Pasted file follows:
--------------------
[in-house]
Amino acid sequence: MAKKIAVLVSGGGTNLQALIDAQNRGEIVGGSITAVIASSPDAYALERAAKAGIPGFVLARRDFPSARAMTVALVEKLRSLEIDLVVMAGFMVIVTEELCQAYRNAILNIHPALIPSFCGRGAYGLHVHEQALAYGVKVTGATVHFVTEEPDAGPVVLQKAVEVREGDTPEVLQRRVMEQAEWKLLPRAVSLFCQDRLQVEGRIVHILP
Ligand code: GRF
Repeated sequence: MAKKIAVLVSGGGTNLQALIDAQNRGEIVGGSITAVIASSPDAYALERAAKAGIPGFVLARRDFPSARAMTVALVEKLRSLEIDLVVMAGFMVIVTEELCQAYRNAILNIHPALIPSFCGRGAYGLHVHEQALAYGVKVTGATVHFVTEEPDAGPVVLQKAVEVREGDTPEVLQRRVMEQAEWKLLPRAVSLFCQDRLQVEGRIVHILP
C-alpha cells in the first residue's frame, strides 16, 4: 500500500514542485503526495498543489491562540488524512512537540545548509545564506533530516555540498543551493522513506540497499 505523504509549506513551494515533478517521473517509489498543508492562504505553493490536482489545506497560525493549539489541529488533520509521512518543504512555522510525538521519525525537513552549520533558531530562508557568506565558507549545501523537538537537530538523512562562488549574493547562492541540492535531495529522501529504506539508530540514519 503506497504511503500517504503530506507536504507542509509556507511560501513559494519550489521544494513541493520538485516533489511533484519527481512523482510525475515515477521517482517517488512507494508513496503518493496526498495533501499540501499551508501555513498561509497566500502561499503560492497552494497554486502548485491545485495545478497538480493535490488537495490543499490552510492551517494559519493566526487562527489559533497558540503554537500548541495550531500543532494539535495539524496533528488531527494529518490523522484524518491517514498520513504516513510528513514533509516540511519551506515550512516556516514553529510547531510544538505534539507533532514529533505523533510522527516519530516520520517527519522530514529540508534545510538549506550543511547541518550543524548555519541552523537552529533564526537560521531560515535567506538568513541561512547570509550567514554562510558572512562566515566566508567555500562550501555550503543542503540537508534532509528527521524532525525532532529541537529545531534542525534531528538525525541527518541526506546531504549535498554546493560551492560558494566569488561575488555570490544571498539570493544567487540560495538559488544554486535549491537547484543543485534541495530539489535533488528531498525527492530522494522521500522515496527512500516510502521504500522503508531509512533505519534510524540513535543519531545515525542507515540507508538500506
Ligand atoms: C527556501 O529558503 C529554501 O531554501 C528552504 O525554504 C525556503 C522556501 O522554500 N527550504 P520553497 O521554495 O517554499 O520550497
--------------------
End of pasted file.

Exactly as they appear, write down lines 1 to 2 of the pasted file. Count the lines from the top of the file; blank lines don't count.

[in-house]
Amino acid sequence: MAKKIAVLVSGGGTNLQALIDAQNRGEIVGGSITAVIASSPDAYALERAAKAGIPGFVLARRDFPSARAMTVALVEKLRSLEIDLVVMAGFMVIVTEELCQAYRNAILNIHPALIPSFCGRGAYGLHVHEQALAYGVKVTGATVHFVTEEPDAGPVVLQKAVEVREGDTPEVLQRRVMEQAEWKLLPRAVSLFCQDRLQVEGRIVHILP